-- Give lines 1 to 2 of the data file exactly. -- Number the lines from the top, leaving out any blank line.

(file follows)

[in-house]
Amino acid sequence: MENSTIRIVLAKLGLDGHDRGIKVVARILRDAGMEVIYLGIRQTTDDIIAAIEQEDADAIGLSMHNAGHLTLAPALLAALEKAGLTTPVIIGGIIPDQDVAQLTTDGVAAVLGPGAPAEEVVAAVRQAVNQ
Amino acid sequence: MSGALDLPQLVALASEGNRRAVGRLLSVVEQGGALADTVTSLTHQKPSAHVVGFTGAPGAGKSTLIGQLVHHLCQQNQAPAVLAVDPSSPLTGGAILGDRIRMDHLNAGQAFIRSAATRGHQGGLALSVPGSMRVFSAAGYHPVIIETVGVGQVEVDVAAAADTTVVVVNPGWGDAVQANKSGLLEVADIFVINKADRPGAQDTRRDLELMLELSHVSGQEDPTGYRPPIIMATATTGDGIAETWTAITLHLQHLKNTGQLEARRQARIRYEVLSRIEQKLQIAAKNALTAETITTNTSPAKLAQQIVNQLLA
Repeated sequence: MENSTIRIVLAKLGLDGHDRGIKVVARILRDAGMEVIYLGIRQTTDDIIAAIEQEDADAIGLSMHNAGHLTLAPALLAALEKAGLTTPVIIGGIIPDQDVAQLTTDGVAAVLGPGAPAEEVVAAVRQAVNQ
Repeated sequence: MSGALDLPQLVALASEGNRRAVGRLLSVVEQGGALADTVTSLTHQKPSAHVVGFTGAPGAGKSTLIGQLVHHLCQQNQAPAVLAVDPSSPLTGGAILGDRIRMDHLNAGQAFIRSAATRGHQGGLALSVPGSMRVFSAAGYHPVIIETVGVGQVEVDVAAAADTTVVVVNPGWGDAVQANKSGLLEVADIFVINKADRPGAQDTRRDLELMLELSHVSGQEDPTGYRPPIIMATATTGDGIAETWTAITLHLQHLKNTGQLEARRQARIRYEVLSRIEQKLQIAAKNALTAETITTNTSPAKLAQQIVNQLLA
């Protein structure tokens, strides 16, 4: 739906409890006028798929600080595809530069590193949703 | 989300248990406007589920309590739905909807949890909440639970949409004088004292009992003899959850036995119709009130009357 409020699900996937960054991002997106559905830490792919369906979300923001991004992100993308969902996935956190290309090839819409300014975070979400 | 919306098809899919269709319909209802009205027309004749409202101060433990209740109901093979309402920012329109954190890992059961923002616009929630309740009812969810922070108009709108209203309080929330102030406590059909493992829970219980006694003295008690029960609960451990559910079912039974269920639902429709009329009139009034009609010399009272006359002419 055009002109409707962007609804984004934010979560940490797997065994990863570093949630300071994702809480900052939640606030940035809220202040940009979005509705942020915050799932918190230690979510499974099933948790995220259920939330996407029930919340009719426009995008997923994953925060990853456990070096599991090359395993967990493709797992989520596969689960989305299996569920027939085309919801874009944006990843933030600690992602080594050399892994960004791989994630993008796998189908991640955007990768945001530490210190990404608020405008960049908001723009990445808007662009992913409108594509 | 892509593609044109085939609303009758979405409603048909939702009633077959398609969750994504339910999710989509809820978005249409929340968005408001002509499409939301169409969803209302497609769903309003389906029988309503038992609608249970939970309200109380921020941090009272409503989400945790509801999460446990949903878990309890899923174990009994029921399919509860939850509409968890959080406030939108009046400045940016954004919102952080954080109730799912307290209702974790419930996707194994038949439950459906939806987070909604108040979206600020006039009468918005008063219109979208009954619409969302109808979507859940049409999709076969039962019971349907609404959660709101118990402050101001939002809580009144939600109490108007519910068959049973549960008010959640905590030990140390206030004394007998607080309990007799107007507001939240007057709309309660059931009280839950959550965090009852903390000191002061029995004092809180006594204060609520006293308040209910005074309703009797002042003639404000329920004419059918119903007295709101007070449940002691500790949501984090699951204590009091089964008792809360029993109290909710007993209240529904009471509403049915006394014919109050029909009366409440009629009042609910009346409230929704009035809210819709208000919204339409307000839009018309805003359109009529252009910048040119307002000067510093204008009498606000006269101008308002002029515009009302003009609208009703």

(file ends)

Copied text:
[in-house]
Amino acid sequence: MENSTIRIVLAKLGLDGHDRGIKVVARILRDAGMEVIYLGIRQTTDDIIAAIEQEDADAIGLSMHNAGHLTLAPALLAALEKAGLTTPVIIGGIIPDQDVAQLTTDGVAAVLGPGAPAEEVVAAVRQAVNQ